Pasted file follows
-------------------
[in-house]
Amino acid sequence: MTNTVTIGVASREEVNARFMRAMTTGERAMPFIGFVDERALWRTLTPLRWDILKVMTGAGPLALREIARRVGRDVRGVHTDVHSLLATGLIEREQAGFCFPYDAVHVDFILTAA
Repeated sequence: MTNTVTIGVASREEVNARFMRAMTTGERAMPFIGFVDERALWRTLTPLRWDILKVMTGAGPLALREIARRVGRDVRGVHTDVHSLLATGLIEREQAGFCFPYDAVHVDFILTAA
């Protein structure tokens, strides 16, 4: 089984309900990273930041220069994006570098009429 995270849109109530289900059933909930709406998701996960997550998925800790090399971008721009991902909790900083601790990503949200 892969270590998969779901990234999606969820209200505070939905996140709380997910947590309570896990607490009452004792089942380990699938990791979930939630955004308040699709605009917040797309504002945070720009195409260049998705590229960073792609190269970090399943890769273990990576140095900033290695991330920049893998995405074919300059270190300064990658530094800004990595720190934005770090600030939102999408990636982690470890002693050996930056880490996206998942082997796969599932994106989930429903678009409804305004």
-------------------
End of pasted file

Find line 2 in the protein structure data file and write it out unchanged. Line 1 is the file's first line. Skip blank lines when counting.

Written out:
Amino acid sequence: MTNTVTIGVASREEVNARFMRAMTTGERAMPFIGFVDERALWRTLTPLRWDILKVMTGAGPLALREIARRVGRDVRGVHTDVHSLLATGLIEREQAGFCFPYDAVHVDFILTAA